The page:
Maryam Abbasi Nejhad, an expert on mental health and addiction at the Ministry of Health, confessed to high rates of self-immolation among women and said, “In deprived regions such as Ilam, there are high rates of suicide in women, especially self-immolation. Suicide is one of the negative phenomena of the health system.”
Unfortunately, in Eyvan and in Ilam Province, women chose suicide as the solution to their problems. The masculine policies in Iran sometimes create an atmosphere for women that leaves them with no solutions.
Zahra Rahimi, a child rights activist said, “There are high rates of self-immolation. How much should the heat of life’s fire be that would lead a human to accept the flames of fire on their own body and life?”
Earlier, an 11-year-old girl named Raha was found in a village in Ilam who set fire to herself after being forced to marry due to poverty. Girls who are forced into irrational marriages may be the ones who self-immolate to commit suicide after a few years. Not because they have unlucky lives, but because the situation is rooted in social problems.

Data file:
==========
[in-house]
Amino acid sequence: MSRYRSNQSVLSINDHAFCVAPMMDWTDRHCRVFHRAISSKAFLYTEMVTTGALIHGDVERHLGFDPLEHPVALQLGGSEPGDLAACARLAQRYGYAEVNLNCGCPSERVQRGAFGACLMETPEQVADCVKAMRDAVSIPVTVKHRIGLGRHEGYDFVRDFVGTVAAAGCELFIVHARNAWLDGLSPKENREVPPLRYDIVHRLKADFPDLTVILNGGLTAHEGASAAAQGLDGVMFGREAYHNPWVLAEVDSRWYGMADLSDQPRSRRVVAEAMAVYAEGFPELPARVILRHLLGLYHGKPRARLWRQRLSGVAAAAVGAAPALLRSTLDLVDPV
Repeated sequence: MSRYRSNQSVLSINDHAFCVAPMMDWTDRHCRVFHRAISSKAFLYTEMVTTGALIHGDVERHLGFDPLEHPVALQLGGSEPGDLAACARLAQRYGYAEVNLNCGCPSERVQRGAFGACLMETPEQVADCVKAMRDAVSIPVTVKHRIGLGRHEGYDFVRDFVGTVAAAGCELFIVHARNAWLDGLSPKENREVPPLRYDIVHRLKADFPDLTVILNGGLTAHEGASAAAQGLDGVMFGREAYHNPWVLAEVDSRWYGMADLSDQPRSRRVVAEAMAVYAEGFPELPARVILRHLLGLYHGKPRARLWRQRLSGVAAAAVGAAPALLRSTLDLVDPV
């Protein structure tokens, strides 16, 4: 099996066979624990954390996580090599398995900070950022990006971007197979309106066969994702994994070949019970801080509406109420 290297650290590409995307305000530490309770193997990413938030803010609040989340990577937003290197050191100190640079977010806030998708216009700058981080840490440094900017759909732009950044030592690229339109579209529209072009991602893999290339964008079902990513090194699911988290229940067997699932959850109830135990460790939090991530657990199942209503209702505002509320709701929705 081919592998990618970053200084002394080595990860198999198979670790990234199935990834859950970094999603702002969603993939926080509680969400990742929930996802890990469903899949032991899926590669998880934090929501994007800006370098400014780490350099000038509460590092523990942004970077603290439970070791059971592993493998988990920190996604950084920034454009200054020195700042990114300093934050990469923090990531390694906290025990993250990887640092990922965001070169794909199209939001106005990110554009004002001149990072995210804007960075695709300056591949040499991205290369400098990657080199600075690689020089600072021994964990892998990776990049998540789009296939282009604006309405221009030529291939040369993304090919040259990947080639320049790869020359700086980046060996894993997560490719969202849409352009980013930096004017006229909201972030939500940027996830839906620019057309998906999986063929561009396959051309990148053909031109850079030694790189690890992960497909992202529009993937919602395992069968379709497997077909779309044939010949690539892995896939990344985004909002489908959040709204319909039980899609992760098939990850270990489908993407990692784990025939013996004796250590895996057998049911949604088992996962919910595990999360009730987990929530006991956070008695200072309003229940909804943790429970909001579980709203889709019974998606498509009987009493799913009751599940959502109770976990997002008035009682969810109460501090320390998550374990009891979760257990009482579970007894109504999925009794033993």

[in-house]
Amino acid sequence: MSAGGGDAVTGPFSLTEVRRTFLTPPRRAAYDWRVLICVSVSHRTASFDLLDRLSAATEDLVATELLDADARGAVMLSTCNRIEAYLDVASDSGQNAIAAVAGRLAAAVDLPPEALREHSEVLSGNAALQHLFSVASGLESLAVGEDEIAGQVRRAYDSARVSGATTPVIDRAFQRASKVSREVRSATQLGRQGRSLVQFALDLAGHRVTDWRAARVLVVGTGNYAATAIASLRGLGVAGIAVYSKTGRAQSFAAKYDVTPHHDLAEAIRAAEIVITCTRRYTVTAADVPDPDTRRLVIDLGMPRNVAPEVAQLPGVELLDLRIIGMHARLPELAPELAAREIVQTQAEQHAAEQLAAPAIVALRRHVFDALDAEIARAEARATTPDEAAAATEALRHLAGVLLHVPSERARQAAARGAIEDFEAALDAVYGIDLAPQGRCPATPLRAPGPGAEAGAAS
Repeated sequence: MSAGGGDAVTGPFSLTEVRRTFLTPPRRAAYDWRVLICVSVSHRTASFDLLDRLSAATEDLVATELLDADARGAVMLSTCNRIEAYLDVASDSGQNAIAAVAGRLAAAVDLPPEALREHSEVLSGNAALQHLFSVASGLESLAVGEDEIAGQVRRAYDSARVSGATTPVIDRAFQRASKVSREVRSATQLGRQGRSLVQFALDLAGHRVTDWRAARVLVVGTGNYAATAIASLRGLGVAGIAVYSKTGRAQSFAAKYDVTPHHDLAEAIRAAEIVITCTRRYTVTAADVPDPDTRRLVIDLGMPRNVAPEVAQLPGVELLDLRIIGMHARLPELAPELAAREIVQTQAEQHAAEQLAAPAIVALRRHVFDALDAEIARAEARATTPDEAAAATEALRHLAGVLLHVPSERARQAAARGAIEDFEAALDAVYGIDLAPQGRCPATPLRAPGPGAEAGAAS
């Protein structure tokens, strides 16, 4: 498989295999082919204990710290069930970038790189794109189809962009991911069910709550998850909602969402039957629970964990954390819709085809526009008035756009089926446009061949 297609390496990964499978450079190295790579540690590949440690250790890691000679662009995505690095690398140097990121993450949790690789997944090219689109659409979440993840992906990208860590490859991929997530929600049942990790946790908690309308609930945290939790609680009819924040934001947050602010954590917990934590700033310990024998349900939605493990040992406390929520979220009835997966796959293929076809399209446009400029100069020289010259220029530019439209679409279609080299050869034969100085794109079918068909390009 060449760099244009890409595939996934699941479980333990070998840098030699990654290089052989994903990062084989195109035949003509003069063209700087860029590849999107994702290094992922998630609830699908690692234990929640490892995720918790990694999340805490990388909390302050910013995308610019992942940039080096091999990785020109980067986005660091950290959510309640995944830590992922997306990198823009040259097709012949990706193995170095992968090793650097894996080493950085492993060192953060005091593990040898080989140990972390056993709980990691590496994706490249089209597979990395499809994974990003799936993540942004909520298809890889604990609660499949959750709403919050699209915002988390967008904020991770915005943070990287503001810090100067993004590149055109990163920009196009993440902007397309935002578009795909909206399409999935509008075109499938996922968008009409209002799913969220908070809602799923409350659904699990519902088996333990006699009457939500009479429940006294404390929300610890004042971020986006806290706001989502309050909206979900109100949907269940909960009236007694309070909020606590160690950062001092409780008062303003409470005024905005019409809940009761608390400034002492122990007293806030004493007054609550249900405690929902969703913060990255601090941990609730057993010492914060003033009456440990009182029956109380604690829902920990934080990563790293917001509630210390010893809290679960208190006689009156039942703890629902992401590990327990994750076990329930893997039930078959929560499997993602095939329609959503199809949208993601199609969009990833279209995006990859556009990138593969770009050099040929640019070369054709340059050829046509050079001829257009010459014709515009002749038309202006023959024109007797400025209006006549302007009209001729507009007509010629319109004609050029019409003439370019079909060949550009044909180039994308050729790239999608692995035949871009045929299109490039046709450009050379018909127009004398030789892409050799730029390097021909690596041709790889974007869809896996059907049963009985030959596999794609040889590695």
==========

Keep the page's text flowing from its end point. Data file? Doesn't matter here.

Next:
From the perspective of suffering women in Ilam, their problems stem from poverty, widespread unemployment in the province and the existing patriarchal and prejudiced way women are looked at. Unfortunately, the lack of infrastructure such as mental health networks to support women’s mental health in the region has contributed to the spread of these problems. (The state-run Salamat News website – March 4, 2019)
On December 22, 2018, Mohammad Javad Fatemi, head of the Burn Prevention Research Center, said, “About 10 to 15 percent of burned patients are often women who have attempted self-immolation.”